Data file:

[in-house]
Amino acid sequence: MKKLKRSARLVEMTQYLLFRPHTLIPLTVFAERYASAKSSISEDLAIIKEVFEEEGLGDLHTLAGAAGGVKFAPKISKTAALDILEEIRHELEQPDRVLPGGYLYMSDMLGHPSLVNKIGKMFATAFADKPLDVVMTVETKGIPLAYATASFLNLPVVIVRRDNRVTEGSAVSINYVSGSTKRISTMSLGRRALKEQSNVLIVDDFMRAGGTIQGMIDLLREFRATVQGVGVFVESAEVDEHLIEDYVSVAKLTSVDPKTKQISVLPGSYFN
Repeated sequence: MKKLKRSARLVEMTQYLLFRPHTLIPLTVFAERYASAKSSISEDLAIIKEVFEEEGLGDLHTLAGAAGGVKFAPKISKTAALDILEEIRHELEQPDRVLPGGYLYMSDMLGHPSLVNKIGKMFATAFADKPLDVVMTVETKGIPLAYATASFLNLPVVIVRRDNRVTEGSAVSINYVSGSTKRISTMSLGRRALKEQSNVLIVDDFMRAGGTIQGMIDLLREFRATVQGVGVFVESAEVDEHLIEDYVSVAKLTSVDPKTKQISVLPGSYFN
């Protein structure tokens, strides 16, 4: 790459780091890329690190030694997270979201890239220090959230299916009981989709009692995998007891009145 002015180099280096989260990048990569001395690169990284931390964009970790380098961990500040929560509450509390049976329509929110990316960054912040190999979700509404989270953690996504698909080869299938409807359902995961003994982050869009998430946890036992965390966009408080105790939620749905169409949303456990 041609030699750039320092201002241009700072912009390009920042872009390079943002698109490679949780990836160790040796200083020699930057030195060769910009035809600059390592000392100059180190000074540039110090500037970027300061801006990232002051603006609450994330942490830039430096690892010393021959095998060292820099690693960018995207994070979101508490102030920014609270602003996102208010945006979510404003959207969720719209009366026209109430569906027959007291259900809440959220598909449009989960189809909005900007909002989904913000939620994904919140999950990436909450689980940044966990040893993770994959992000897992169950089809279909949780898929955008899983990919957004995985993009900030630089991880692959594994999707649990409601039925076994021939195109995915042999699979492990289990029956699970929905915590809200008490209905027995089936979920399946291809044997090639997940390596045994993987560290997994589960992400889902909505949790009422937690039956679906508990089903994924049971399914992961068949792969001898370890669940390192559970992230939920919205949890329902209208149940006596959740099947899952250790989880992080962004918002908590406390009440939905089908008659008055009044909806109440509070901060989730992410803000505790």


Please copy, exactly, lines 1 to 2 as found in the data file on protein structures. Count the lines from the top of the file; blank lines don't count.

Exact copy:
[in-house]
Amino acid sequence: MKKLKRSARLVEMTQYLLFRPHTLIPLTVFAERYASAKSSISEDLAIIKEVFEEEGLGDLHTLAGAAGGVKFAPKISKTAALDILEEIRHELEQPDRVLPGGYLYMSDMLGHPSLVNKIGKMFATAFADKPLDVVMTVETKGIPLAYATASFLNLPVVIVRRDNRVTEGSAVSINYVSGSTKRISTMSLGRRALKEQSNVLIVDDFMRAGGTIQGMIDLLREFRATVQGVGVFVESAEVDEHLIEDYVSVAKLTSVDPKTKQISVLPGSYFN